Duke was among 19 new astronauts selected by NASA in April 1966. After serving as a member of the astronaut support crew for Apollo 13, he was named Lunar Module Pilot for Apollo 16, along with Commander John Young and Command Module Pilot T.K. Mattingly. They launched on April 16, 1972, and reached the lunar surface three days later. Duke became the tenth man to walk on the Moon and during three outside excursions, he and Young drove a Lunar Rover 16 miles and collected 213 pounds of lunar rock and soil. Duke retired from NASA in 1975 and was inducted into the U.S. Astronaut Hall of Fame in 1997. He currently serves as Chairman of the Astronaut Scholarship Foundation.

The Astronaut Scholarship Foundation is a 501(c)(3) nonprofit organization. Its mission is to aid the United States in retaining its world leadership in science and technology by providing scholarships for college students who exhibit motivation, imagination and exceptional performance in these fields. ASF has awarded over $3 million to deserving students nationwide. Today, more than 80 astronauts from the Mercury, Gemini, Apollo, Skylab, Space Shuttle and Space Station programs have joined in this effort. For more information, call 321-455-7013 or log on to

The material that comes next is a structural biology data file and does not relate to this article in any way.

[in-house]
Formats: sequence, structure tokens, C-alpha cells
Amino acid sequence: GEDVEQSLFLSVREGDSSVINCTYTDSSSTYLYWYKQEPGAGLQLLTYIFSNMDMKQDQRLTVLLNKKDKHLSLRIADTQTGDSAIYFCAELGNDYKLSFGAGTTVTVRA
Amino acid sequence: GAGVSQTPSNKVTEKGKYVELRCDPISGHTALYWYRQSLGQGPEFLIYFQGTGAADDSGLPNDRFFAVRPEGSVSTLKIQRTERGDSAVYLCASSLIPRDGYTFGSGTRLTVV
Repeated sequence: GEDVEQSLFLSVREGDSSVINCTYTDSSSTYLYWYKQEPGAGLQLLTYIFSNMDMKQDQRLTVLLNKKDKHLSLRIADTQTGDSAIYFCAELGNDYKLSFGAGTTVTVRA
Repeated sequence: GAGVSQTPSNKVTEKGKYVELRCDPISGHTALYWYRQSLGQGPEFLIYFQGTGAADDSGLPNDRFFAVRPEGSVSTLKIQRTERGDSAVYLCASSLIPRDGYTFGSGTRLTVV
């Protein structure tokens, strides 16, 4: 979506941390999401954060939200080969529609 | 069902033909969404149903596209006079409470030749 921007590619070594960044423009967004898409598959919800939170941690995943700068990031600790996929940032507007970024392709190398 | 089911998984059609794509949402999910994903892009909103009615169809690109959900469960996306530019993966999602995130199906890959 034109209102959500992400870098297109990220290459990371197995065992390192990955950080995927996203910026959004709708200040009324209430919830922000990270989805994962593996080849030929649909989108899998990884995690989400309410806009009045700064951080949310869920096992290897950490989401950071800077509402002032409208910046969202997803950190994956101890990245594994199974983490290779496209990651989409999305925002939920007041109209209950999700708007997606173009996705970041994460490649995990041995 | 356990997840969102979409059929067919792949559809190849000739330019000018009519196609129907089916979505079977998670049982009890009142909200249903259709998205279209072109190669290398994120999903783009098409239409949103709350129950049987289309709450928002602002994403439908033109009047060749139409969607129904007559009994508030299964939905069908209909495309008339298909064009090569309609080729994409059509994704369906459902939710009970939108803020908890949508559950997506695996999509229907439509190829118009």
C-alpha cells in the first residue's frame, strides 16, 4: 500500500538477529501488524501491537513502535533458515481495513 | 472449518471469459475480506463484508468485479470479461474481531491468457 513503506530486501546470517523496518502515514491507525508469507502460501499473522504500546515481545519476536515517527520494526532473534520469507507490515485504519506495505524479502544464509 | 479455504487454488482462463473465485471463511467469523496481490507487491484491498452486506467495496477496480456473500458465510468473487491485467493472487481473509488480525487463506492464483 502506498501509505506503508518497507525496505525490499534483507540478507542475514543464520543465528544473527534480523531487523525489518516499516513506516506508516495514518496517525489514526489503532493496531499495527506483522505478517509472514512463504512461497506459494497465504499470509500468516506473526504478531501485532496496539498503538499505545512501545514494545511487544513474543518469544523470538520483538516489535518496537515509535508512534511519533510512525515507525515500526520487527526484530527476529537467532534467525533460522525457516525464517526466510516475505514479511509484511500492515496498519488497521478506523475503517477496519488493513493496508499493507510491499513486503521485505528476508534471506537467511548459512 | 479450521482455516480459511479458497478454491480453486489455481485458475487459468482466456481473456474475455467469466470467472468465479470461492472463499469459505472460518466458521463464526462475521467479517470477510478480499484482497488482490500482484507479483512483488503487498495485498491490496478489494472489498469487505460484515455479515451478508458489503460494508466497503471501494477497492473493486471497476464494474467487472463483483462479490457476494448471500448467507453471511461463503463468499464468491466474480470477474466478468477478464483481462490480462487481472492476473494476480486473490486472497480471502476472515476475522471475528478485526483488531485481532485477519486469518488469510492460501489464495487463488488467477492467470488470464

Created by the Oklahoma Territorial Legislature in 1890, the University of Oklahoma is a doctoral degree-granting research university serving the educational, cultural, economic and health-care needs of the state, region and nation.  The Norman campus serves as home to all of the university’s academic programs except health-related fields.  The OU Health Sciences Center, which is located in Oklahoma City, is one of only four comprehensive academic health centers in the nation with seven professional colleges.  Both the Norman and Health Sciences Center colleges offer programs at the Schusterman Center, the site of OU-Tulsa.  OU enrolls more than 30,000 students, has more than 2,400 full-time faculty members, and has 21 colleges offering 163 majors at the baccalaureate level, 166 majors at the master’s level, 81 majors at the doctoral level, 27 majors at the doctoral professional level, and 26 graduate certificates.  The university’s annual operating budget is $1.5 billion.  The University of Oklahoma is an equal opportunity institution.